New York police clear anti-Wall Street protest camp

The police drove most of the protesters
out of the square within an hour
© AFP Stan Honda


NEW YORK (AFP) – Police flooded into the New York cradle of anti-Wall Street protests early Tuesday, driving out demonstrators and tearing down tents in a surprise strike at the heart of the two-month-old movement.

The late-night crackdown at the birthplace of Occupy Wall Street, launched after similar evictions in other cities, signaled a tougher line by US authorities towards the protests against Wall Street and Washington elites.

New York’s Zuccotti Park, where protesters have been camped out since September 17, has been the symbolic epicenter of a movement that has spread to several US cities and inspired similar action around the world.

The rapid operation, launched at around 1:00 am (0600 GMT), drove most of the protesters out of the square within an hour, with many heeding orders to leave while others were shoved into police vans and buses.


Police cordoned off the area, while clean-up crews tore down tents and garbage trucks carted away piles of signs beneath a circling helicopter.

Around a dozen protesters held out for a few hours longer, but by 4:30 am (0930 GMT) the square was completely clear, according to AFP correspondents.

Police declined to say how many people had been arrested, but AFP correspondents saw several dozen being hauled away.

New York Mayor Michael Bloomberg defended the operation, saying the protesters had the right to make their views known and could return to the park to protest, but would not be allowed to camp out there.

“Unfortunately, the park was becoming a place where people came not to protest, but rather to break laws, and in some cases, to harm others,” he said in a statement after the square had been cleared.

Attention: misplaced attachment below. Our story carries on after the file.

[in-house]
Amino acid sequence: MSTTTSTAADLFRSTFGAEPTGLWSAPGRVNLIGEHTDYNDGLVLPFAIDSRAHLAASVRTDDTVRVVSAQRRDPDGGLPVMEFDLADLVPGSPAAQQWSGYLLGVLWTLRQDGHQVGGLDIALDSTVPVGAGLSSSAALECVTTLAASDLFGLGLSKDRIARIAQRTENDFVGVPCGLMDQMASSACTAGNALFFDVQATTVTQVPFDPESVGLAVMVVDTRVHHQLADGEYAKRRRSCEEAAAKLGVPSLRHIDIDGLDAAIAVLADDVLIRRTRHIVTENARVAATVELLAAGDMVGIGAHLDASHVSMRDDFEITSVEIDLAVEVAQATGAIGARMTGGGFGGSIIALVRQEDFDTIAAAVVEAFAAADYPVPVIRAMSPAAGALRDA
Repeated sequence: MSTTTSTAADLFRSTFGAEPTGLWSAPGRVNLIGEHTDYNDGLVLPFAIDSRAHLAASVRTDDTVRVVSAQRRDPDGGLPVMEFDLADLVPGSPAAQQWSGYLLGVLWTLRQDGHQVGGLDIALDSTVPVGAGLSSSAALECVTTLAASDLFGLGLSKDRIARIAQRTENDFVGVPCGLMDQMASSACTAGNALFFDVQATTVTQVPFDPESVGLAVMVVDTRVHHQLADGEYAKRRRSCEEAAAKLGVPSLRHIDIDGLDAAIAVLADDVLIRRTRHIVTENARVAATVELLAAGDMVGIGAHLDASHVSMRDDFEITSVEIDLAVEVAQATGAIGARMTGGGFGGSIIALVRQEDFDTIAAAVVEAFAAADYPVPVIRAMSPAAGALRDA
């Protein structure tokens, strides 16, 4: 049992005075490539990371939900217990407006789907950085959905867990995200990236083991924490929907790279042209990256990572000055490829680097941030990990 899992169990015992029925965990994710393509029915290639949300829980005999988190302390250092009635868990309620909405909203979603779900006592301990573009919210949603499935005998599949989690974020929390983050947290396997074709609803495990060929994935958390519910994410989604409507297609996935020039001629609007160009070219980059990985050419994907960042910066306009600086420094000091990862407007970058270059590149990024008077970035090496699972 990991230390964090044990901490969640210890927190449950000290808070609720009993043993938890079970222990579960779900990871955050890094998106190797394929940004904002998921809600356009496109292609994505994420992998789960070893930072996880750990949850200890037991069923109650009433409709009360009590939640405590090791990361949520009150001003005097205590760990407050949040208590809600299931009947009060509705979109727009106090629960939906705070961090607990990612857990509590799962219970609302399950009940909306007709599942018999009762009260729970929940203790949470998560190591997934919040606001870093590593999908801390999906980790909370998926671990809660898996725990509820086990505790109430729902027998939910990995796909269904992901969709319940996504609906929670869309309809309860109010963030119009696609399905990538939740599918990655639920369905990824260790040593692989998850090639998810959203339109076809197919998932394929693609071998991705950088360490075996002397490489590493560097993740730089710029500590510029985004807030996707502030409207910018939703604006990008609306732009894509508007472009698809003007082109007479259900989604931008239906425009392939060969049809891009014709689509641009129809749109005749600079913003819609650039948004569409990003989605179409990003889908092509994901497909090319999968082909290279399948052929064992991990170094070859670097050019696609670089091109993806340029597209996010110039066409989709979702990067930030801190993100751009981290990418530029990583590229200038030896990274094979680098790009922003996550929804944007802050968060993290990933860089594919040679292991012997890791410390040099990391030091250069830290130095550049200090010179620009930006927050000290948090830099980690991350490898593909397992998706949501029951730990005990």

“The First Amendment gives every New Yorker the right to speak out – but it does not give anyone the right to sleep in a park or otherwise take it over to the exclusion of others.

Small business owners in the area of Zuccotti Park had complained about the noise and unsanitary conditions in the camp, accusing the demonstrators of trashing their store bathrooms and driving away customers.

Plans to temporarily clear the privately owned square so that it could be cleaned had been put on hold at the last minute one month ago in what the protesters hailed as a victory.

But on Tuesday the police appeared to have taken the demonstrators by surprise in the early morning raid and quickly overwhelmed them.

 “I was dead asleep. Then I was like, oh man, there was cops kicking the tents and people yelling ‘this is not a drill!'” said Mutsukai Iroppoi, 22.

Alden Bevington, 35, another protester, said he was also caught off guard.

“I was asleep. Then the lights came on. It was designed to freak people out, an overwhelming show of force. … There was zero violence from what I saw.”

The demonstrations against corporate greed have seen an eclectic group of mainly young people set up tent cities across the country in what some authorities have said is a threat to public health and safety.

On Monday riot police dismantled a similar protest camp in Oakland, California near San Francisco arresting more than 30 protesters. Some 50 protesters were arrested in Portland, also on the West Coast, on Sunday.

Fueling the sense of turmoil, a top advisor to the mayor of Oakland, where demonstrations have repeatedly descended into clashes in recent weeks, resigned in protest over the clampdown.

Oakland Mayor Jean Quan said the early-morning operation was prompted by a recent murder that happened adjacent to the camp.

“The encampment had become a place where we had repeated violence and this week a murder,” Quan told reporters. “We had to bring the camp to an end before someone else got hurt.”

 The protests, coming a year ahead of presidential and congressional elections, have brought together a loose coalition of mainly liberal Americans opposed to the “one percent” of business and political elites.

The demonstrators accuse Washington of enabling the bankers that brought down the American economy in 2008, and have said they are inspired by the Arab Spring revolts that have convulsed the Middle East.

© AFP — Published at Activist Post with license

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